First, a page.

Limiting the Impact of Morrison
The U.S. Court of Appeals for the Third Circuit in United States v. Georgiou analyzed a matter of first impression regarding the application of the Supreme Court's ruling in Morrison v. National Australia Bank Ltd. In Morrison, the Supreme Court held that Section 10(b) of the Securities Exchange Act of 1934 did not apply to wholly foreign securities transactions. In Georgiou, the court determined that the involvement of a U.S. market maker brought otherwise wholly foreign transactions within the scope of Section 10(b) liability. The court also joined other circuits in holding that "irrevocable liability establishes the location of a securities transaction." In the case, George Georgiou was convicted of engaging in a pump-and-dump scheme in which the conspirators opened brokerage accounts abroad to trade over-the-counter stocks. The conspirators traded the stocks among their various off-shore accounts, artificially inflating the stock prices, and then dumped their shares at the inflated prices. On appeal, Georgiou argued that without proof that any of the transactions occurred in the United States, the jury lacked sufficient evidence to convict him. The court rejected this claim. It concluded that some of the trades were facilitated by a U.S.-based market maker, i.e., a domestic market maker bought the stock from the seller and sold it to the buyer. And the transactions with the market maker established "irrevocable liability." Therefore, the trades were domestic. Georgiou's conviction was affirmed.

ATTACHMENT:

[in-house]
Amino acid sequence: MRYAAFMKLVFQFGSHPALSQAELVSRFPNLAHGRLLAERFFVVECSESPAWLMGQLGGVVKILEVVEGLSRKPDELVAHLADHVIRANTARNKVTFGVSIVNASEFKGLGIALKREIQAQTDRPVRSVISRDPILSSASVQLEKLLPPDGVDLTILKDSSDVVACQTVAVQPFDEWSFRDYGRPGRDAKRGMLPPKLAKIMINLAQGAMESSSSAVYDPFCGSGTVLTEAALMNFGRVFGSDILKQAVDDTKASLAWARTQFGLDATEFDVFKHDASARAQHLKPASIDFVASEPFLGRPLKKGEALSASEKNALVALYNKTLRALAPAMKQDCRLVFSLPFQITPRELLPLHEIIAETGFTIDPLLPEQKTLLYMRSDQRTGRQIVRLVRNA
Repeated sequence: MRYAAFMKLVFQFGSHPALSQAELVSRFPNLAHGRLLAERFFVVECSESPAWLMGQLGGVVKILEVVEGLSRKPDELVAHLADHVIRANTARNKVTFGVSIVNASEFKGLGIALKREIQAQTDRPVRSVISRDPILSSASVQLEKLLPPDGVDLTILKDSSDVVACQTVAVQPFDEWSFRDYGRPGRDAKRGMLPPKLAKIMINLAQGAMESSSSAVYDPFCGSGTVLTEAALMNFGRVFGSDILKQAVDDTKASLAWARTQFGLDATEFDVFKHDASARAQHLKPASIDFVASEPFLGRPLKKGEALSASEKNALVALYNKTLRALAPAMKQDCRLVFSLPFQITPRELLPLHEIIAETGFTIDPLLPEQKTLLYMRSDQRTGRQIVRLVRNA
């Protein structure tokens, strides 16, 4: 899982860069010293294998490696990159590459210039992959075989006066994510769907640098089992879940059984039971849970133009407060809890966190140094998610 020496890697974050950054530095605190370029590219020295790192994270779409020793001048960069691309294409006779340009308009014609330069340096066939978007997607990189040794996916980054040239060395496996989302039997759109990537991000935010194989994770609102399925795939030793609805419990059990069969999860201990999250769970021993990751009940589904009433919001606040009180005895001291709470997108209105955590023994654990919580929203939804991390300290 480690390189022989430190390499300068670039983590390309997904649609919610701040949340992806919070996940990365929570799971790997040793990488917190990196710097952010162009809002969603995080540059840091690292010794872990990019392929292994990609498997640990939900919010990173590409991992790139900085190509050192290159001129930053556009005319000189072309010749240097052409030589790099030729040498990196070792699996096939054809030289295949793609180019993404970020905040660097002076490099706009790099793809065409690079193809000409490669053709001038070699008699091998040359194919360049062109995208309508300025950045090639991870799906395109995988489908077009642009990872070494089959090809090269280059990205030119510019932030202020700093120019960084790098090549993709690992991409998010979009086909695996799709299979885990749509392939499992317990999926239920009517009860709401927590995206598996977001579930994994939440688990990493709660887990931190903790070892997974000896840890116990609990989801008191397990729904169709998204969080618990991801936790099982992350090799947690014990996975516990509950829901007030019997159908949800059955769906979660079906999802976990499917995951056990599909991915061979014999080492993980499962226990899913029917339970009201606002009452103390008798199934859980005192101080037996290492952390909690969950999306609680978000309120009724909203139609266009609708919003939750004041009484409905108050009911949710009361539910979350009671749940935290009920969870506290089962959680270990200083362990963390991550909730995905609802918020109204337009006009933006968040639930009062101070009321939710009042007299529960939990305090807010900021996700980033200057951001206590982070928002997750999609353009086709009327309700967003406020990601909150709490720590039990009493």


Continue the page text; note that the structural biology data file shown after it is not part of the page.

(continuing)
SEC Examination Priorities for 2015
The Securities and Exchange Commission (SEC) announced its examination priorities for the new year. The agency said it will focus on three areas: (1) protecting retail investors, (2) assessing marketwide risks and (3) identifying signs of illegal activity through the use of data analytics. "We share our annual examination priorities to promote compliance," according to Andrew J. Bowden, the director of the SEC's Office of Compliance Inspections and Examinations. The SEC underscored its devotion to protecting investors who are saving for or in retirement. For more of the SEC's latest examination priorities, click here.
The U.K. Does the Searching, the U.S. Does the Convicting
The Eleventh Circuit in United States v. Odoni expanded the reach of the private-search doctrine and limited the application of the Fourth Amendment. In the case, defendants Simon Odoni and Paul Gunter were convicted for perpetrating investment-fraud schemes. During an international investigation, the United Kingdom's Serious Fraud Office (SFO) seized electronic devices from Gunter, searched them and forwarded their contents to authorities in the United States. Based in part on that evidence, a federal grand jury indicted Gunter. Gunter moved to suppress the evidence, claiming the U.S. authorities violated the Fourth Amendment by searching his electronic devices without a warrant. The district court denied the motion and Gunter was convicted. On appeal, the Eleventh Circuit affirmed, holding that the search of the electronic media by foreign law-enforcement authorities "eliminated" Gunter's reasonable expectation of privacy in their contents when the U.S. agents examined them. "Without a reasonable expectation of privacy in the data files, Gunter cannot claim the protection of the Fourth Amendment."